At step 120, the node of interest sends a first signal, for example a HELLO message, on one or more of the interfaces of the node. The HELLO message preferably comprises an identity of the node of interest, but that identity may be omitted in cases where only one node of interest propagates information about its processing capacity. The HELLO message is sent towards any number of peer nodes of the node of interest and is used as a heartbeat of the node of interest. As is detailed below, the sequence 100 is repeated continuously in a manner to ensure that the HELLO message is sent at a first rate, or base rate, which is preferably a constant rate. The node of interest then sends a plurality of a second signal, for example an ALIVE message, in a loop 130 comprising steps 140, 150 and 160. The ALIVE message also preferably comprises the identity of the node of interest. The ALIVE message is sent at step 150, and is also sent towards all the peer nodes, on the same interfaces of the node of interest. Of course, if there is no offered capacity (OC is equal to 0), the ALIVE signal is not sent at step 150. Repetition in the loop 130, as controlled by steps 140 and 160, ensures that the ALIVE message is sent OC times following each HELLO message. As a result, the ALIVE message is sent at a second rate that is a function of the offered capacity value. For example, the rate of the ALIVE message may be equal to the base rate multiplied by the offered capacity value. When the loop 130 is completed, the sequence 100 may alternatively continue at steps 110 or 120. In some embodiments, the offered capacity value may be determined at step 110 once before sending every HELLO message. In other embodiments, depending on applications of the node of interest or of the peer node, the offered capacity value may be determined at step 110 less frequently. Other sequences equivalent to the sequence 100 may be used to send the HELLO and ALIVE messages at first and second rates, wherein the second rate is related to the offered capacity. For example, the offered capacity may be calculated after sending of the HELLO message, before a first instance of the ALIVE message.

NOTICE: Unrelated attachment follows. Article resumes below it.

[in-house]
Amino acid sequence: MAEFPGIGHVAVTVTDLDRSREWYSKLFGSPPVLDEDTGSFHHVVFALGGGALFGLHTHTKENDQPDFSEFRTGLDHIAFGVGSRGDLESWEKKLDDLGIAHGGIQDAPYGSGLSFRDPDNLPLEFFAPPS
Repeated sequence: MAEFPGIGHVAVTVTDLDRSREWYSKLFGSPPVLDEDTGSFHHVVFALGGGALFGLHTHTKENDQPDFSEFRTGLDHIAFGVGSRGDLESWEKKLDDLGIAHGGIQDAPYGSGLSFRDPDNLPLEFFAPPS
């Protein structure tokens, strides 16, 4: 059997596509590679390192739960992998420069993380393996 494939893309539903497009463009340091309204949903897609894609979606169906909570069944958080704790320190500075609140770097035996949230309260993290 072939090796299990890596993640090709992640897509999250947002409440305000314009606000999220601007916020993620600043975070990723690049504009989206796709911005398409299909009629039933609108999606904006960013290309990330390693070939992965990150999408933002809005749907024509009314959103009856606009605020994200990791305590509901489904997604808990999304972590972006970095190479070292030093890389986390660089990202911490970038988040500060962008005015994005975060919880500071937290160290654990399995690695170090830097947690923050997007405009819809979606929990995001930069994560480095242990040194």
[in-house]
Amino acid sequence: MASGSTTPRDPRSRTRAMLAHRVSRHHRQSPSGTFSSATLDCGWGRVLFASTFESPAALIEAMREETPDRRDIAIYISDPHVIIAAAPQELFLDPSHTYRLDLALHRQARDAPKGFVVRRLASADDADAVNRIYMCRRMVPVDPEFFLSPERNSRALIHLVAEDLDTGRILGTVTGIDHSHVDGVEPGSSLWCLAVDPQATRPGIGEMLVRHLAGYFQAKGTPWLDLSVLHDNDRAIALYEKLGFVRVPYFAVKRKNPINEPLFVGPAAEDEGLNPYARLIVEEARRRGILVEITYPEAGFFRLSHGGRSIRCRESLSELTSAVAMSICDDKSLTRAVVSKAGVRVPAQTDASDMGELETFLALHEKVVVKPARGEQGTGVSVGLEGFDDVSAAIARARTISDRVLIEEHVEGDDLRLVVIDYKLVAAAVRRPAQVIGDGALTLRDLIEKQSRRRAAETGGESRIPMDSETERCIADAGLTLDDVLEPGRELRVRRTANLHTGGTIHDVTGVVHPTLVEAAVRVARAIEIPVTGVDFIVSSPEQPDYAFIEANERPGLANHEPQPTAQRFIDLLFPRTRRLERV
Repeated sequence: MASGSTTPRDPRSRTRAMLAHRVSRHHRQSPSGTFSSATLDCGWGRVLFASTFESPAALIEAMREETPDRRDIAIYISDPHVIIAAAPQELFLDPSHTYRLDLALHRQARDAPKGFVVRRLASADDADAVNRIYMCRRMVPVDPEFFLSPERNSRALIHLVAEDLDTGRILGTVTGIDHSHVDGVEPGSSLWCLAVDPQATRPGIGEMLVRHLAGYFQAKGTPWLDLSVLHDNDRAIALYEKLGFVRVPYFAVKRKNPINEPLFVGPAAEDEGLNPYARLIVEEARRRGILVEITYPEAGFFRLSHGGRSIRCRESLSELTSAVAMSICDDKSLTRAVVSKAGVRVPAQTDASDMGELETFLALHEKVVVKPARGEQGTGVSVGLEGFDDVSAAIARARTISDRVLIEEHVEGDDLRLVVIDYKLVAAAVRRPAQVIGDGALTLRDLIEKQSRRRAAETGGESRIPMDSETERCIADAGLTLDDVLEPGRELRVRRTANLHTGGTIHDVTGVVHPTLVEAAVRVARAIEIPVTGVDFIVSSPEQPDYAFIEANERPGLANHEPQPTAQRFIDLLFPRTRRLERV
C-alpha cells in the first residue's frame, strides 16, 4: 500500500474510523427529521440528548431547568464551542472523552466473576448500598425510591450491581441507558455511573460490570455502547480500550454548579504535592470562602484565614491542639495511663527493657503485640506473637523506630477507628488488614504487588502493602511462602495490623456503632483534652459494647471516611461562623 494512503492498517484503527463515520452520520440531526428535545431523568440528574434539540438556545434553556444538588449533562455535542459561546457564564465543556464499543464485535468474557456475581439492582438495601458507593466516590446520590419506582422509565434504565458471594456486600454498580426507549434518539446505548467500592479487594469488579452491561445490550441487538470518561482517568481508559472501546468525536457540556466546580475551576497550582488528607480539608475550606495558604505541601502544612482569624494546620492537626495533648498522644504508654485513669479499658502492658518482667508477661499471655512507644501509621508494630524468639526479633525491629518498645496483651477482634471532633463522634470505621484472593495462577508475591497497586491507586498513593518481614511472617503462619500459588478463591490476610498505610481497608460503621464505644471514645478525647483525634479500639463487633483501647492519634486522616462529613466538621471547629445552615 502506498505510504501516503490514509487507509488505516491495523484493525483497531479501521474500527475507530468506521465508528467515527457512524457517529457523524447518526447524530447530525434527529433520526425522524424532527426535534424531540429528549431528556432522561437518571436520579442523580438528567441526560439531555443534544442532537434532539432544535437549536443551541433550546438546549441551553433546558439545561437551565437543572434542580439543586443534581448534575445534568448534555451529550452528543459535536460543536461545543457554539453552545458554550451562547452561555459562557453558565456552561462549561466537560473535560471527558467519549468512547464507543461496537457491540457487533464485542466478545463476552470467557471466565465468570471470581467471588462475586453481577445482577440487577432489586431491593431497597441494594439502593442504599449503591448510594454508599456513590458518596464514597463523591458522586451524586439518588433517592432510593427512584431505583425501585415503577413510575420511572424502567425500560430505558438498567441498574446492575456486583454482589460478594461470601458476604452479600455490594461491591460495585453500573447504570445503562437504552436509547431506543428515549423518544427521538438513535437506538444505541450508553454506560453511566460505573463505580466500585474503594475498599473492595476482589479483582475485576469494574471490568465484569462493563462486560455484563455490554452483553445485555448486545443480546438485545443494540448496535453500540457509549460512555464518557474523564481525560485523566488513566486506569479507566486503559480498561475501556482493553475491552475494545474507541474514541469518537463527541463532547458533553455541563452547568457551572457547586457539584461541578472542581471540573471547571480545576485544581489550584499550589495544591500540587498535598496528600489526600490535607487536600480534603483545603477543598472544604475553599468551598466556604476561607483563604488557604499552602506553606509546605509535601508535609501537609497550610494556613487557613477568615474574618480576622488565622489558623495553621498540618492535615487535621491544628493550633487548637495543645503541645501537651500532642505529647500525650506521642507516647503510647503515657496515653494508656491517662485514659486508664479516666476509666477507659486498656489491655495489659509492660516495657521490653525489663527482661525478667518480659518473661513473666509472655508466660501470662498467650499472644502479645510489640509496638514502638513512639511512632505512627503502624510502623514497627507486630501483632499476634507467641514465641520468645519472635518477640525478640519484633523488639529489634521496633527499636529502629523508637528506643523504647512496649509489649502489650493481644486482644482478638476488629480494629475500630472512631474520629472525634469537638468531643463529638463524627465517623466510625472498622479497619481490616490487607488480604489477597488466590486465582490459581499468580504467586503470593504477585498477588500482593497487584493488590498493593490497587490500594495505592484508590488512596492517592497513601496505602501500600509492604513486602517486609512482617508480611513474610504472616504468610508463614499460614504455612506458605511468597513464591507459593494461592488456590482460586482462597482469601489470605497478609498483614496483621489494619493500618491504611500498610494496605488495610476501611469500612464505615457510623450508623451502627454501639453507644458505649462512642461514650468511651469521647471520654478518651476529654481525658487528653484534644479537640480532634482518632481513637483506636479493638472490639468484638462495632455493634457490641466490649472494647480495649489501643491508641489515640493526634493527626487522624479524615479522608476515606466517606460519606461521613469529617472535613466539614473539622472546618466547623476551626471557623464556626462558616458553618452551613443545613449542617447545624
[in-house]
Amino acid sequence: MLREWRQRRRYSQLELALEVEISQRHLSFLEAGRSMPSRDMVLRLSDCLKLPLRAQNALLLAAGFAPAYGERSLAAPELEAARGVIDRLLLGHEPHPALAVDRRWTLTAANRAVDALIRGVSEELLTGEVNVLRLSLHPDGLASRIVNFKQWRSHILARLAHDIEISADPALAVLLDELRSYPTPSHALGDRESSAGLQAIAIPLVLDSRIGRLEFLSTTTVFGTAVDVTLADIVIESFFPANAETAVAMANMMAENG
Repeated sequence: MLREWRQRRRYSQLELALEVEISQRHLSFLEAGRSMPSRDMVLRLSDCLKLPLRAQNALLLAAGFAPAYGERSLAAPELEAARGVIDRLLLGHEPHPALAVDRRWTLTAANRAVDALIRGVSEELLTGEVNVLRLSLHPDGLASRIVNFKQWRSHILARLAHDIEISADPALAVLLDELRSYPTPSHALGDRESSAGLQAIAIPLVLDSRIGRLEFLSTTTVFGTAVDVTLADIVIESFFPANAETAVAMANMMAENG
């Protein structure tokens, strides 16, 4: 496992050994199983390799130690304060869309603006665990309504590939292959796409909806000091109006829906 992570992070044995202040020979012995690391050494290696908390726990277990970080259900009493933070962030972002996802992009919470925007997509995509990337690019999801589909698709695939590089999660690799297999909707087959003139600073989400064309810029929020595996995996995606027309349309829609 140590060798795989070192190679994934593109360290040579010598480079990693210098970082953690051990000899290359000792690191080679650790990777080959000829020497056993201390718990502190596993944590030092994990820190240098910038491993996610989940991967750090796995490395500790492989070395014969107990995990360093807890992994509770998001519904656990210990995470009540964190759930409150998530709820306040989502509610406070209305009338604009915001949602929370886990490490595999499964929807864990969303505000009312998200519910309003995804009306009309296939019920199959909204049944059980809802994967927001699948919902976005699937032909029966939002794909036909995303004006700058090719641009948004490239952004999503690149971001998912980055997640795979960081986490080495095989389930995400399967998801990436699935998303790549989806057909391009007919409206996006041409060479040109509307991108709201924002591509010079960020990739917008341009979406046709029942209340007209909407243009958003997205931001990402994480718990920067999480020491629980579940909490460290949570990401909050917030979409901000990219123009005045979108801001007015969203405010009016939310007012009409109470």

The sequence 100 is preferably executed at a constant rate so that the base rate of sending the HELLO message is constant. The rate of the ALIVE message is variable, as a means to enable the peer nodes to estimate the processing capacity of the node of interest by comparing the rates of the HELLO and ALIVE messages. In embodiments where the base rate varies somewhat, the peer nodes may still estimate the processing capacity of the node of interest by comparing a number of received ALIVE messages following every HELLO message. However when the base rate is substantially constant, the peer nodes may advantageously average calculations of the processing capacity of the node of interest by comparing the rate of the ALIVE message over a long period with a fixed base rate of the HELLO message.